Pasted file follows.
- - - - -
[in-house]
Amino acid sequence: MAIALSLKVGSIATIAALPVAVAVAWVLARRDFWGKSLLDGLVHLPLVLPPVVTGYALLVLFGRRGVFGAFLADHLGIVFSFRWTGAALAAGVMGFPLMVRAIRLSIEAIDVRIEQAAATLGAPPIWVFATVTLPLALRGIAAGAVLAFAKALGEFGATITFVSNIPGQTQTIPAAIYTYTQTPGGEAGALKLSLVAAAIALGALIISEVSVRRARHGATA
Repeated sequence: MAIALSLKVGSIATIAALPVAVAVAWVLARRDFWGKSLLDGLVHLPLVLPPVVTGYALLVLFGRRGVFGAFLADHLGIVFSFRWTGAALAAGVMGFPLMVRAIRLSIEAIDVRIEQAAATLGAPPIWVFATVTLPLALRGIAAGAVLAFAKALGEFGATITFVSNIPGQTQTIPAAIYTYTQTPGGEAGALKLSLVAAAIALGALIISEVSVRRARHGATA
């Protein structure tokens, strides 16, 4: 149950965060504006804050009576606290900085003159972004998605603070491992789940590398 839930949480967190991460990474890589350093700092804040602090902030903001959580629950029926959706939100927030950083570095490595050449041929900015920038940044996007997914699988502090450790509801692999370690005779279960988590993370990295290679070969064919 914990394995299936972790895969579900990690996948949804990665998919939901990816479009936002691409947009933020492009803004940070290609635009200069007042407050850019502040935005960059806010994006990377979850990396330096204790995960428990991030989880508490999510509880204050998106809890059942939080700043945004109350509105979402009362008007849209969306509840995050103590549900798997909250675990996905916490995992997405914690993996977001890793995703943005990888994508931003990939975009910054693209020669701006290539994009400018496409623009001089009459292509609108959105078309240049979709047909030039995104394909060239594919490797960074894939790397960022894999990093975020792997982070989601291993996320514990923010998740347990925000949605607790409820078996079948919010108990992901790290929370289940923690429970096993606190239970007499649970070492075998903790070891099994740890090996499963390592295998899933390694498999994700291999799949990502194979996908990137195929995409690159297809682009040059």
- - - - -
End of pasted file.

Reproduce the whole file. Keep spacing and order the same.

[in-house]
Amino acid sequence: MAIALSLKVGSIATIAALPVAVAVAWVLARRDFWGKSLLDGLVHLPLVLPPVVTGYALLVLFGRRGVFGAFLADHLGIVFSFRWTGAALAAGVMGFPLMVRAIRLSIEAIDVRIEQAAATLGAPPIWVFATVTLPLALRGIAAGAVLAFAKALGEFGATITFVSNIPGQTQTIPAAIYTYTQTPGGEAGALKLSLVAAAIALGALIISEVSVRRARHGATA
Repeated sequence: MAIALSLKVGSIATIAALPVAVAVAWVLARRDFWGKSLLDGLVHLPLVLPPVVTGYALLVLFGRRGVFGAFLADHLGIVFSFRWTGAALAAGVMGFPLMVRAIRLSIEAIDVRIEQAAATLGAPPIWVFATVTLPLALRGIAAGAVLAFAKALGEFGATITFVSNIPGQTQTIPAAIYTYTQTPGGEAGALKLSLVAAAIALGALIISEVSVRRARHGATA
């Protein structure tokens, strides 16, 4: 149950965060504006804050009576606290900085003159972004998605603070491992789940590398 839930949480967190991460990474890589350093700092804040602090902030903001959580629950029926959706939100927030950083570095490595050449041929900015920038940044996007997914699988502090450790509801692999370690005779279960988590993370990295290679070969064919 914990394995299936972790895969579900990690996948949804990665998919939901990816479009936002691409947009933020492009803004940070290609635009200069007042407050850019502040935005960059806010994006990377979850990396330096204790995960428990991030989880508490999510509880204050998106809890059942939080700043945004109350509105979402009362008007849209969306509840995050103590549900798997909250675990996905916490995992997405914690993996977001890793995703943005990888994508931003990939975009910054693209020669701006290539994009400018496409623009001089009459292509609108959105078309240049979709047909030039995104394909060239594919490797960074894939790397960022894999990093975020792997982070989601291993996320514990923010998740347990925000949605607790409820078996079948919010108990992901790290929370289940923690429970096993606190239970007499649970070492075998903790070891099994740890090996499963390592295998899933390694498999994700291999799949990502194979996908990137195929995409690159297809682009040059």